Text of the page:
With the SND Amsterdam coming closer, we wanted you to get to know some of the speakers a little better. We asked them about their career and how they got to the point where they are now without giving too much away about their SND talk. In this interview we speak with Jacek Utko.
Jacek Utko is an award winning designer and consultant. Five times, newspaper projects he redesigned were named World's Best Designed Newspaper, recently for Het Parool (Holland) and De Morgen (Belgium). Two of them were recognized as European Newspapers of The Year. He has been working in 24 countries as media consultant and has giving lectures in 35 countries. His most popular talk comes from TED conference - Can Good Design Save Newspapers.
How was your experience in redesigning a publication for a financial newspaper?
"I love financial newspapers. I have already worked on them for many years. My first job as an art director was for a financial paper. My first ‘World’s Best Designed’ award was for a business paper. Business papers are a bit boring at the first glance but they teach you content-driven design. They teach you how to play with data, figures, charts… They also taught me how to make poster style covers years ago. Because in those papers you rarely have amazing newsy photos. That’s why I was forced to make conceptual, magazine style covers that rely on simple ‘let’s-place-a-nice-photo-and-go-home’ paradigm."
What were the challenges in this redesign?
"This is one of those newspapers that had great success online, converting readers to paid subscribers. They have a digital first strategy, and it works perfectly for them. Until one day, when they realized that their print is a bit behind and that many of their readers still wanted print! That’s why they called me. Print saving doctor Utko, haha. But there was more. This is the redesign made for…readers. We asked them what kind of newspaper they wanted in the 21st century? What they expected from print when they consume digital news anyway? What kind of paper would fulfill their needs? And after a long series of tests we got very clear answers. First, they wanted overview. They were lost and overwhelmed by the amount of information available and don’t know what’s important, they wanted us to show them what was important. Second, they wanted insight stories, not only short newsy items. They wanted to feel smarter so they wanted 2-3 stories that were longer, more analytical, high quality, serious, not shallow. Third, they needed a summary of the stories. They didn’t have one hour a day for reading, rather 15-20 minutes. So they wanted a summary from the bigger stories, so they knew if they wanted to invest their time in the longer story."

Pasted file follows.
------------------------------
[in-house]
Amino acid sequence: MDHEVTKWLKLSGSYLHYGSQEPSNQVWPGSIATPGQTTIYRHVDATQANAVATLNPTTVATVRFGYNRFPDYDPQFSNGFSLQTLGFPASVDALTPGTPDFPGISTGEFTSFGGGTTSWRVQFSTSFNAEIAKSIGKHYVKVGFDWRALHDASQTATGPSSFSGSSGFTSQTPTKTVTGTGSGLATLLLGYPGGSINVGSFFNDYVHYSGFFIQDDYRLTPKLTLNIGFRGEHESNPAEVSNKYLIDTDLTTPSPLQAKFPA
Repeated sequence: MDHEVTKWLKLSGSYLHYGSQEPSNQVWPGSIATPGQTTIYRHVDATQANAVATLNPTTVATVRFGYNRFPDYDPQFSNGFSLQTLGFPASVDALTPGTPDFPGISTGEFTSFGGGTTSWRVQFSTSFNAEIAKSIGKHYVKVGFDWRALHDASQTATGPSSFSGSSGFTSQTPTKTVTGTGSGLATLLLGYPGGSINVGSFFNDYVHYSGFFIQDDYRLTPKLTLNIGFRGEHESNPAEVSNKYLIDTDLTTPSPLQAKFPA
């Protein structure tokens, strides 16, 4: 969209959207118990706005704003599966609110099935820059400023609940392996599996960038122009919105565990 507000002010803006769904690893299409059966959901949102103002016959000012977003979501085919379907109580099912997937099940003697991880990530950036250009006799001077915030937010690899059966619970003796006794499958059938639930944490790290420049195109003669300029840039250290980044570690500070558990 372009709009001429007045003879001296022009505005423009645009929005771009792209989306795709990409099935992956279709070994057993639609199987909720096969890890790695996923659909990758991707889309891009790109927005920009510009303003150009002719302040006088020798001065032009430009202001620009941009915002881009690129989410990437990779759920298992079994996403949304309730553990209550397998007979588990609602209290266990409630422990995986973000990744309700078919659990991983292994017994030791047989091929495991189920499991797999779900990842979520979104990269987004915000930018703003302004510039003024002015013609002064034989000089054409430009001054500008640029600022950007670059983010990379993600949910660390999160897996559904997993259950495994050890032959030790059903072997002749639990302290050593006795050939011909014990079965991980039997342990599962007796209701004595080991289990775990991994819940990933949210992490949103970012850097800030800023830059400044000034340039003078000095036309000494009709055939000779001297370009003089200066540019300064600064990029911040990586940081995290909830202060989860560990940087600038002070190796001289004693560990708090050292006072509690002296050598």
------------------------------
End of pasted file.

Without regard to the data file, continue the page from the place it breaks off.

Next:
How did you use those findings in the design?
"We basically built the redesign around those three findings. We even kept most of the old fonts in the paper, that was not the most important. We wanted to serve the readers this time. We focused on designing an overview - the first few pages had newsy overview at the top. The last pages had financial markets overviews, in short. Easy and convenient to use. We made a special section inside the paper that had two/three so called ‘Insight Stories’ every day. Those were longer quality articles, usually on the whole spread. And to each of the longer stories we added a summary, plus a whole system of boxes and references, to help them navigate."